Patient characteristics associated with adherence of pulmonary nodule guidelines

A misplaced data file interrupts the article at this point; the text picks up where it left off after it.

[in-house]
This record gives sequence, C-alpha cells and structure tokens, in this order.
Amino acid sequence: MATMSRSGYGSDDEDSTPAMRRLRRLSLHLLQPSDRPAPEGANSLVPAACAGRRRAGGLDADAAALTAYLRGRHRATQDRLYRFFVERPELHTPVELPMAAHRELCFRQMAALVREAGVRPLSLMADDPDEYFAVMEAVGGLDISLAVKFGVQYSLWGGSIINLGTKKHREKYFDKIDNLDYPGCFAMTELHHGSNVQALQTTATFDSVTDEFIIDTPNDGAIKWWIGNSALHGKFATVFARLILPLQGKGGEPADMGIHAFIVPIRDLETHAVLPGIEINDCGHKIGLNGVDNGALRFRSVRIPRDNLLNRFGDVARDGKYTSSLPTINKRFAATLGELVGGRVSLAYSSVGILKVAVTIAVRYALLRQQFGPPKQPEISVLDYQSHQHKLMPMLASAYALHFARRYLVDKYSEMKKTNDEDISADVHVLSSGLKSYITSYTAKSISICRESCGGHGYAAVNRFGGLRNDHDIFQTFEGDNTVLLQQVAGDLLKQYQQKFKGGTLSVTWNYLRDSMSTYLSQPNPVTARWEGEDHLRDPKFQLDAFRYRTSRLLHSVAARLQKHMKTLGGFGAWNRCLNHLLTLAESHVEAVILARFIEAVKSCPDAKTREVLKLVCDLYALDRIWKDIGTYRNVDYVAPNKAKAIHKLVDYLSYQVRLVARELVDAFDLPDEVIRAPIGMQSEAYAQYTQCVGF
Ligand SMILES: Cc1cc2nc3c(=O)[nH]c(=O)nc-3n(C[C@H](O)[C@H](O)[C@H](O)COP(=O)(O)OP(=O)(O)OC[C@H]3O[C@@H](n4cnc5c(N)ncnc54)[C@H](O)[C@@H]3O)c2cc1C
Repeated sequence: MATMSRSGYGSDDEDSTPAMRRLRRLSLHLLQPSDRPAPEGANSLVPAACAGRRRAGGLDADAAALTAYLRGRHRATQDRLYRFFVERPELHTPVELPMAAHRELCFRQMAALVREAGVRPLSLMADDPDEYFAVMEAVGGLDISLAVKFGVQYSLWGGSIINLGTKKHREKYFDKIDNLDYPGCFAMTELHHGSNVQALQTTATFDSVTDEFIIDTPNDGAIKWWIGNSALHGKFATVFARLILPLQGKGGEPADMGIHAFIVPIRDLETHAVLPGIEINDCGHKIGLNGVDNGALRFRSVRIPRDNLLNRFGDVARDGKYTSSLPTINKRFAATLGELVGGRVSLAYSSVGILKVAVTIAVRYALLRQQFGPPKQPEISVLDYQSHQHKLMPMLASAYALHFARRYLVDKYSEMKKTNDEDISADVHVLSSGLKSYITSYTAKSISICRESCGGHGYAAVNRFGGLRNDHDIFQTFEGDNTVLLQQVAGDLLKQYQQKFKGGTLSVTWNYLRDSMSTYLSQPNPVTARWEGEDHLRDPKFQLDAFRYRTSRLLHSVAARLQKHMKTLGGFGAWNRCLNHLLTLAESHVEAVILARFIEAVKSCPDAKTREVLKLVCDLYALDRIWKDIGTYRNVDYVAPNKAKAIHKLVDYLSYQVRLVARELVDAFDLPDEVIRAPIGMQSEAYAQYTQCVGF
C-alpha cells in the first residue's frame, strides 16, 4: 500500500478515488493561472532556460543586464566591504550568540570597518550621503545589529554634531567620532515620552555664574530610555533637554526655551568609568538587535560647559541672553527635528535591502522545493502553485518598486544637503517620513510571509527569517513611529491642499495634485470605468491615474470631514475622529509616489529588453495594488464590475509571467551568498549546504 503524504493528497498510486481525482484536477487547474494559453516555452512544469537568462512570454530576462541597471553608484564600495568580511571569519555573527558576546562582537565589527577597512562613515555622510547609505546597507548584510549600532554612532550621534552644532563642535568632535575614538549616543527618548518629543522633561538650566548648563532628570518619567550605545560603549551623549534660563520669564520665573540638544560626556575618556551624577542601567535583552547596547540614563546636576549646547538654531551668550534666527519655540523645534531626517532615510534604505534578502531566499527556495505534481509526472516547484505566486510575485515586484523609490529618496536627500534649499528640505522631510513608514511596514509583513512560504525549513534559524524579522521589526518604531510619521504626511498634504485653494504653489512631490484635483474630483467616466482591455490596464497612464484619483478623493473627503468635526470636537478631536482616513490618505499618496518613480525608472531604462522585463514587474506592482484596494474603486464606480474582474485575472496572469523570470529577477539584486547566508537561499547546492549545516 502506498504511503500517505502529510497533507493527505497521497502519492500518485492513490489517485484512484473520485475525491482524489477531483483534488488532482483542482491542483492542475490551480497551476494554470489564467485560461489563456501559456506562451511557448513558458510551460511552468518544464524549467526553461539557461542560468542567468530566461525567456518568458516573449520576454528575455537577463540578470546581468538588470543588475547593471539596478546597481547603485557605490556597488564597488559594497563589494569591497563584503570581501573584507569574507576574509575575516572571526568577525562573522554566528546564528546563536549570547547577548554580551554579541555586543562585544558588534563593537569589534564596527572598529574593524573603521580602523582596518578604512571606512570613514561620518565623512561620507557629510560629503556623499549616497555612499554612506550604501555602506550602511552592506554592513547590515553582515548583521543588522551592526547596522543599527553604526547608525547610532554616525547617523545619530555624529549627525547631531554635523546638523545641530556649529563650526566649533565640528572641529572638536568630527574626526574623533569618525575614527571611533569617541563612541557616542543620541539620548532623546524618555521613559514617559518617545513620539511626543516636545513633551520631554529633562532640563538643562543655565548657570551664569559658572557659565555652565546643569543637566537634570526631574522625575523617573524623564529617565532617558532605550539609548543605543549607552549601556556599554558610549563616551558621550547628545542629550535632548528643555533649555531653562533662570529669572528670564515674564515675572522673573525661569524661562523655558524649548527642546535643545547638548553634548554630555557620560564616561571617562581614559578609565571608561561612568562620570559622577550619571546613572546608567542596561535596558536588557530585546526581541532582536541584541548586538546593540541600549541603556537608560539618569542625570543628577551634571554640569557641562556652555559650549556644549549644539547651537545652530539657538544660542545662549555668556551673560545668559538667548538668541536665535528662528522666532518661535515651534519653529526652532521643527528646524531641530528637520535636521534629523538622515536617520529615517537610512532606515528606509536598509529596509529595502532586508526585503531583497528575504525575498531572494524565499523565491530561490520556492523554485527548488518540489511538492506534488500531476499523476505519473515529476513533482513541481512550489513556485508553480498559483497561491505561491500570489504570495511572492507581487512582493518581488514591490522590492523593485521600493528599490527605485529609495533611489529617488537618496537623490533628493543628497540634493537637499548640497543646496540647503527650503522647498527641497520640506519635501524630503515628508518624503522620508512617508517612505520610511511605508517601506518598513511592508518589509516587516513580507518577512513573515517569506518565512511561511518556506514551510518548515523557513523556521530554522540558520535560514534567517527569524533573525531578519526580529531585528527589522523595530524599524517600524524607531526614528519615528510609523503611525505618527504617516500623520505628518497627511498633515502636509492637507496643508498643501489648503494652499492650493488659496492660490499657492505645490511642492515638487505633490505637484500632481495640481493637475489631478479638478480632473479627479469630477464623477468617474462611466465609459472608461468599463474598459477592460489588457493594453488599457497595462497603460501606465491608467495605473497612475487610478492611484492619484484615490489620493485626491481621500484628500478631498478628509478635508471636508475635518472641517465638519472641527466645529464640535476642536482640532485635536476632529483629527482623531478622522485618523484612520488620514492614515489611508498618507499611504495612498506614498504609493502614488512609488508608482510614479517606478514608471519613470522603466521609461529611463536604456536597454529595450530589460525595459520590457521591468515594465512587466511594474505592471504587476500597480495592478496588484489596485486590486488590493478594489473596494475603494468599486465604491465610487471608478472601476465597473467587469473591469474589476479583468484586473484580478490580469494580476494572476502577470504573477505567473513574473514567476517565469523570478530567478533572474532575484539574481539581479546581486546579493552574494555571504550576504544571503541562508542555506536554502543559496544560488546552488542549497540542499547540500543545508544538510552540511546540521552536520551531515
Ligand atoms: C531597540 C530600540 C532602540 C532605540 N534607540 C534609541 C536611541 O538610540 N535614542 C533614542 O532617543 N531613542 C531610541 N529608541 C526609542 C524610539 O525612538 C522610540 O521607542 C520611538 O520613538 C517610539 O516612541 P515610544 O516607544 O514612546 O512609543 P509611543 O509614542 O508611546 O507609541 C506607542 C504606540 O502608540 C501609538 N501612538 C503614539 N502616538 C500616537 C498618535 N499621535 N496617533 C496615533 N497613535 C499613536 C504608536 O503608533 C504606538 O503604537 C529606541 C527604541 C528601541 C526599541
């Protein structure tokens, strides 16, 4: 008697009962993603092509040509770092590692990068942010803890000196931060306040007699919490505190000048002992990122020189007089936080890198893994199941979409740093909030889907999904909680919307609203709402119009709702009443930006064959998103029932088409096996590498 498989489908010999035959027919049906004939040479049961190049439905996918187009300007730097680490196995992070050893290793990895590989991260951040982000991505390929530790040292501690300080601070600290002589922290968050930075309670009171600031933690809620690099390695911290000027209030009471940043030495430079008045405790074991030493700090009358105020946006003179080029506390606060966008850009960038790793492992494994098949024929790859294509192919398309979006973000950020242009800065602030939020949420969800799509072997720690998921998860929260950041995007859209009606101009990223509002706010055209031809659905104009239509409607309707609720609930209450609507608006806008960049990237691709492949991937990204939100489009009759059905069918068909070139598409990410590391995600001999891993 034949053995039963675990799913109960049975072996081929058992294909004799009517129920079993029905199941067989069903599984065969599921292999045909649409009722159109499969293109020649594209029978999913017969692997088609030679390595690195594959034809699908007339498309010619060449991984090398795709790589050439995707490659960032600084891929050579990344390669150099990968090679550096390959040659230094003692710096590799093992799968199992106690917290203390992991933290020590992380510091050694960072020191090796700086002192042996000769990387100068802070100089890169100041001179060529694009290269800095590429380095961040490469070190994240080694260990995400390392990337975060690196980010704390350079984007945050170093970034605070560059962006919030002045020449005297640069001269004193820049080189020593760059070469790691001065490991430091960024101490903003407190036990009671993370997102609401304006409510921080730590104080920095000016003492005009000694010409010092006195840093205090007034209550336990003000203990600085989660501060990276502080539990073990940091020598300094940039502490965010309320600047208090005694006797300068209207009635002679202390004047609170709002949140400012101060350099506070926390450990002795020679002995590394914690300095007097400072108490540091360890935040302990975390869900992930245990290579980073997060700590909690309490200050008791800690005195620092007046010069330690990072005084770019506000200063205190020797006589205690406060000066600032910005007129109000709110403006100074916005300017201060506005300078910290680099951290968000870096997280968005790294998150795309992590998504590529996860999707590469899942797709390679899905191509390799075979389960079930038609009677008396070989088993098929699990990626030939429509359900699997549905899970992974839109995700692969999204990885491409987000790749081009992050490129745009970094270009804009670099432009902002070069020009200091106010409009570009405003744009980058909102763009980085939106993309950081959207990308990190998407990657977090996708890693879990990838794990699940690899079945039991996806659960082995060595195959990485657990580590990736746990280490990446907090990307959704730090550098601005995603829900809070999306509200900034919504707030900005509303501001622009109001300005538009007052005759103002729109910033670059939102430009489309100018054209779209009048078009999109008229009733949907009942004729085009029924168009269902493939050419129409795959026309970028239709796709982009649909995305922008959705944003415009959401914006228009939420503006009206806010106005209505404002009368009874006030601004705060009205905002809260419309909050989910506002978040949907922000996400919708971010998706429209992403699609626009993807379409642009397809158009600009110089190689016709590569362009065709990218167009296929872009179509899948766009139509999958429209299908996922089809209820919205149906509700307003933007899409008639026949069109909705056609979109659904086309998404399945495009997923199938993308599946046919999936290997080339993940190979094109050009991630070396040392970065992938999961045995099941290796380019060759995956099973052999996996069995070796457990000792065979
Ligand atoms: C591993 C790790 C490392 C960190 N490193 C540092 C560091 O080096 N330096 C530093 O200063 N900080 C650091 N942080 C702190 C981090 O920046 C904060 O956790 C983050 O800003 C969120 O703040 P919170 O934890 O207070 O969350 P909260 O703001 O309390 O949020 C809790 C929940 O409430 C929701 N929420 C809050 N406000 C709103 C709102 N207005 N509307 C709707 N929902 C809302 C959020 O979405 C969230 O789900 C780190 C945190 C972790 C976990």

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BACKGROUND: Pulmonary nodules are a frequent incidental finding on CT imaging and present a diagnostic challenge to clinicians, who must balance the risks of under-evaluation and over-evaluation. Determining why patients have delayed or no follow-up for incidentally found nodules is critical to optimizing pulmonary nodule outcomes and improving early detection of potential lung malignancy. METHODS: I performed a retrospective analysis of all patients found to have new pulmonary nodules on CT imaging at Boston University Medical Center between January 1, 2011 and June December 31, 2014. The primary outcome was rate of pulmonary nodule follow-up consistent with the 2005 Fleischner Society Guidelines. I assessed how various patient demographic and clinical factors were associated with whether timely follow-up occurred in order to identify potential characteristics that may contribute to non-guideline adherent evaluation. RESULTS: Among 3916 patients found to have a pulmonary nodule during the study period, 1152 patients met study criteria. In the study population, 613 patients (53.2%) had follow-up consistent with the 2005 Fleischner Society Guidelines. In bivariate analysis, increasing nodule size, white non-Hispanic race/ethnicity, and a co-diagnosis of COPD were associated with guideline concordant follow-up. In multivariate analysis, patients with nodules measuring 7–8mm (OR 1.58, CI 1.06–2.37) and greater than 8mm (OR 1.63, CI 1.12–2.37) were more likely to have guideline concordant follow-up as were patients with a co-diagnosis of COPD (OR 2.00, CI 1.45–2.75). Hispanic patients were significantly less likely to have guideline concordant follow-up (OR 0.59, CI 0.36–0.97) compared to white non-Hispanics and uninsured patients were less likely to have guideline concordant follow-up (OR 0.56, CI 0.33–0.96) than patients with Medicare. Similar patterns were noted in analysis of nodules at highest risk of malignancy measuring 7mm or greater. CONCLUSION: Overall, the rate of guideline concordant pulmonary nodule follow-up evaluation was found to be low. Guideline concordant follow-up was significantly associated with nodule size and presence of COPD, while delayed or absent follow-up was associated with Hispanic ethnicity and lack of insurance. While these factors may highlight potential targets for quality improvement, further research is needed to better understand the complexities in delivering guideline concordant care to patients in order to improve pulmonary nodule outcomes.